Whither Criticism, Part I



I want to sound off in a somewhat definitive way, for me, about Arts Criticism.
Much of it has been said before, but maybe not in quite this way.
I'm a passionate fan of Music and Movies and TV and Books, and I become enraged when an artist whom I admire is denigrated in a dismissive, usually under-informed or mis-informed way.

There is definitely a place for Arts Criticism in the World.  Now, more than ever, we have access to more Art than ever before, via the internet, via more TV channels than ever, via self-publishing.  Certainly criticism can be helpful to help direct us to what Art would most interest us.  We also now have more critics than ever before, albeit not usually writing for magazines and newspapers as much anymore, more often for their own blogs and newsletters.  In a way, though, because many of these writers have their own blogs, and their own audience of regular readers, sometimes their advocacy can be even more effective.  Now even more niches of Art interest can be explored in specific ways.  I don't have any statistics in front of me, but I can imagine that the rate of advocacy to purchase (or exploration) is pretty high among blog or podcast devotees.  I know if my favorite comedian/interviewer Marc Maron has an artist on his show, or talks about an author or musician or comedian I should check out, I will do it, nine times out of ten, because I identify with him and trust his opinion, or at least I respect the way he thinks about things, so even if I don't ultimately like the Art that he is recommending, I can at least see how he came to his conclusions about it.

And, I know that Art is not only consumed by Artists.  There is a level that a trained musician ("academy"-trained or self-trained, I'm not making any distinctions between those two valid disciplines.  I'm fond of saying that the Beatles are as "trained" as Mozart was, in their own way) can appreciate a piece of music that a non-trained musician cannot.  Musicians can appreciate the detail of a harmonic progression or the interval content and motivic development of a piece more easily than most non-musicians.  A great teacher of mine once told me "My music comes into my ears with solfege attached," meaning that he had studied solfege so much and the rules of analysis, that they had become second nature to him, so when he heard a melody he could analyze it as it went by, and I don't doubt this, knowing the level of scholarship that my mentor displayed.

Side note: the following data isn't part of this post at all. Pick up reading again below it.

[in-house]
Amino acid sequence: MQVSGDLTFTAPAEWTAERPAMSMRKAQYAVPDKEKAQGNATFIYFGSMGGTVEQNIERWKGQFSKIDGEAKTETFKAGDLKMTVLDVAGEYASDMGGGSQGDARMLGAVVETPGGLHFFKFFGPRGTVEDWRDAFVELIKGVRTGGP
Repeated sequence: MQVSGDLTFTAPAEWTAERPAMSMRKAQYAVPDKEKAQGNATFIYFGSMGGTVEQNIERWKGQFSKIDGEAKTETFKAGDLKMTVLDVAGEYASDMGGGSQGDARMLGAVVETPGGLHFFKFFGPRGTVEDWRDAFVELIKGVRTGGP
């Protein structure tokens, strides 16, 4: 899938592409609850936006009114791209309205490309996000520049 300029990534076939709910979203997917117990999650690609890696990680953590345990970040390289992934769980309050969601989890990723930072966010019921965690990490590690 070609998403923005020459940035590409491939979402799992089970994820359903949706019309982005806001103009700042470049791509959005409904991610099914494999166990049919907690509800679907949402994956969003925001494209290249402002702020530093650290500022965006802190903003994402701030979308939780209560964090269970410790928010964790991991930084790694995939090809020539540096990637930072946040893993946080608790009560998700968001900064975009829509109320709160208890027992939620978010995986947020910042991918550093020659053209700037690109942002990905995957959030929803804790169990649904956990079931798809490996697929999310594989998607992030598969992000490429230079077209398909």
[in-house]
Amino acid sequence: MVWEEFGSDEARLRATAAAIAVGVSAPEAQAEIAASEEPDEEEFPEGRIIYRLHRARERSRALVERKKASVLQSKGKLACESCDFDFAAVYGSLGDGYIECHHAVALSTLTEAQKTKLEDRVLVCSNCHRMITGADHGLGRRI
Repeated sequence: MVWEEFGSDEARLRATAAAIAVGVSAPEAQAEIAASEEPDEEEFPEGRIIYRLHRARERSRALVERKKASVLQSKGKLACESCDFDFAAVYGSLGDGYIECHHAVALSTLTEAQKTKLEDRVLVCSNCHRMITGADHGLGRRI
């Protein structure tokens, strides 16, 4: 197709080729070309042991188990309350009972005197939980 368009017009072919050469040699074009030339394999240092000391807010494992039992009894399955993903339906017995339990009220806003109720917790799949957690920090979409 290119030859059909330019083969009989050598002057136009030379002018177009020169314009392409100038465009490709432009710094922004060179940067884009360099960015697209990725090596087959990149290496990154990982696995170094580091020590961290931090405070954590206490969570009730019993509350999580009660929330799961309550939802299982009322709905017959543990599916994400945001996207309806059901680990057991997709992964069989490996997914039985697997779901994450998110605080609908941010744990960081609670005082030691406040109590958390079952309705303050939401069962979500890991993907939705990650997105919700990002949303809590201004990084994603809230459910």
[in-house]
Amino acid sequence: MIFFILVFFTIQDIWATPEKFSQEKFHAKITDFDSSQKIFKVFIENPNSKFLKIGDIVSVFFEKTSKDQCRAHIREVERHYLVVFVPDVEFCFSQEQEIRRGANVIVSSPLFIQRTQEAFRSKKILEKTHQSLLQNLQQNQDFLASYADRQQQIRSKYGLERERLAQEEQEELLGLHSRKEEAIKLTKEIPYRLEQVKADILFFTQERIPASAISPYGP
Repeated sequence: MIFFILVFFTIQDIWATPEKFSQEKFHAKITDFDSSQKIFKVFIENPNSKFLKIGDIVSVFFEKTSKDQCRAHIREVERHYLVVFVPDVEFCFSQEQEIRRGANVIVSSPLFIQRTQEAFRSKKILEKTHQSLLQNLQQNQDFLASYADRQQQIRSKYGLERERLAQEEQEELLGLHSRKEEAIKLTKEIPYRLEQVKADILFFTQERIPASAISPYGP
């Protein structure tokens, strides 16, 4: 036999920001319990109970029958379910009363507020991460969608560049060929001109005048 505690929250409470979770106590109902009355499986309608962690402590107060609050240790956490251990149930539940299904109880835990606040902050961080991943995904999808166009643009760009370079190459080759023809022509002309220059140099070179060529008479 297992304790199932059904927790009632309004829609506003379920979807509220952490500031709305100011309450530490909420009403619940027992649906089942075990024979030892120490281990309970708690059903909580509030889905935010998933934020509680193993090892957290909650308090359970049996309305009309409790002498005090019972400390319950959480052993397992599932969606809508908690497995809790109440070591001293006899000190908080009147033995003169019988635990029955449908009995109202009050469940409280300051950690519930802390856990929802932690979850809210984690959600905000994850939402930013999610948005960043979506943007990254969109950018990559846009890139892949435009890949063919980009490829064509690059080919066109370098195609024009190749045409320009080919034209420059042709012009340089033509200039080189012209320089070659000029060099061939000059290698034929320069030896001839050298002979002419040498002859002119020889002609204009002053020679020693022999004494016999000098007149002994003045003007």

That is not to say that a "non-trained" musician cannot appreciate music, but that appreciation comes without the added layer of formal understanding.  I often think about my own lack-of-understanding of Visual Art.  "I don't know much about Art, but I know what I like," said John Cleese's Pope to Eric Idle's Michelangelo in the famous Monty Python sketch, and that is how I feel in a museum.  I love being there, and I take the audio tours with headphones to give myself a historical perspective, but I know that if I painted or sculpted or had paid attention in Art History class, I would have an extra set of tools by which to explore Art.  I just saw a recent interview with George W. Bush where he talked about mixing colors in his head to accurately match the color of his interviewer's tie, and I thought three things:  1) Maybe this guy missed his calling.  The interviewer is grilling him about regretting Iraq and he's mixing colors in his head.  2) This guy who seems to have a tentative grasp on the English Language and the subtleties of World Affairs can appreciate visual art on a level I cannot. 3) I can remember another world leader who would probably rather have been a painter, in Germany in the early 30's.